Independent reading is never a substitute for focused remediation and interaction with a teacher in key skill areas, such as word decoding, fluency, vocabulary, and comprehension . Nevertheless, encouraging independent reading for pleasure in youngsters with LD is important for developing habits of reading, interest in reading, and practice of learned skills. Here are a few suggestions for parents and teachers interested in fostering independent reading in students with learning disabilities:
Suggestions for fostering independent reading
- Help children find books that they will enjoy, such as books on topics that interest them, different book series, books by a favorite author, and so on. School and public librarians can be valuable resources for information about books on different topics and about various book series.
- Make sure the book is not too difficult. Poor readers will often pick a book that is too hard to “save face.” However, even young children can understand the concept that optimal learning and enjoyment occur when something is at the right level of difficulty. Children should be able to read at least 95% of the words in a text accurately, or the book is too difficult for independent reading. If a particular book is of interest but just too hard for the child to read right now, read the book to him or her instead, and look for something easier for the child’s own reading.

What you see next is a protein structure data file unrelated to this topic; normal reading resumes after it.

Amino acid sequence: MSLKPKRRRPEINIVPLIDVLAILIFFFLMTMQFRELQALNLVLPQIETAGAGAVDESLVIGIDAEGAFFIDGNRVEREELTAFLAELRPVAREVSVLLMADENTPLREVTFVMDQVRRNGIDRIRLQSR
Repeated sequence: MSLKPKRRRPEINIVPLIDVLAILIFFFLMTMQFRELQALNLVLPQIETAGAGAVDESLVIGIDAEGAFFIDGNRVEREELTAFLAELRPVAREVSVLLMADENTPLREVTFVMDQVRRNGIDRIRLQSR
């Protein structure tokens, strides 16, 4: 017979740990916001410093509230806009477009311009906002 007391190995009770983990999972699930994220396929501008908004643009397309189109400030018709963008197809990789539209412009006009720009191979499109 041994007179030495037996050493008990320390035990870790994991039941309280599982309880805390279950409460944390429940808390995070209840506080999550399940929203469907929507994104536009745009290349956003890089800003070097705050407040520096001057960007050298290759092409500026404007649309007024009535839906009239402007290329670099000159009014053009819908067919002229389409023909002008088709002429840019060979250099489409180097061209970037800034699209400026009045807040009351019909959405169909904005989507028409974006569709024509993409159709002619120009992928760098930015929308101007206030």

- Over time, encourage children to explore a variety of types of text, such as nonfiction books, fiction books, magazines and newspapers, poetry, etc., as well as different topics.
- Seek out a range of reading materials from educational publishers that may enable low-achieving readers to read independently, including decodable books, leveled books, high-interest readers, and the like. Young poor readers will often respond enthusiastically to books they can read successfully, even books that may seem stilted or uninteresting to adults. Adolescent struggling readers usually resist books that appear “babyish” or different, but if the student’s reading level is at least second to third grade, there are some very good options for reading material (such as high-interest material written specifically for struggling older readers) that is relatively easy but still age-appropriate.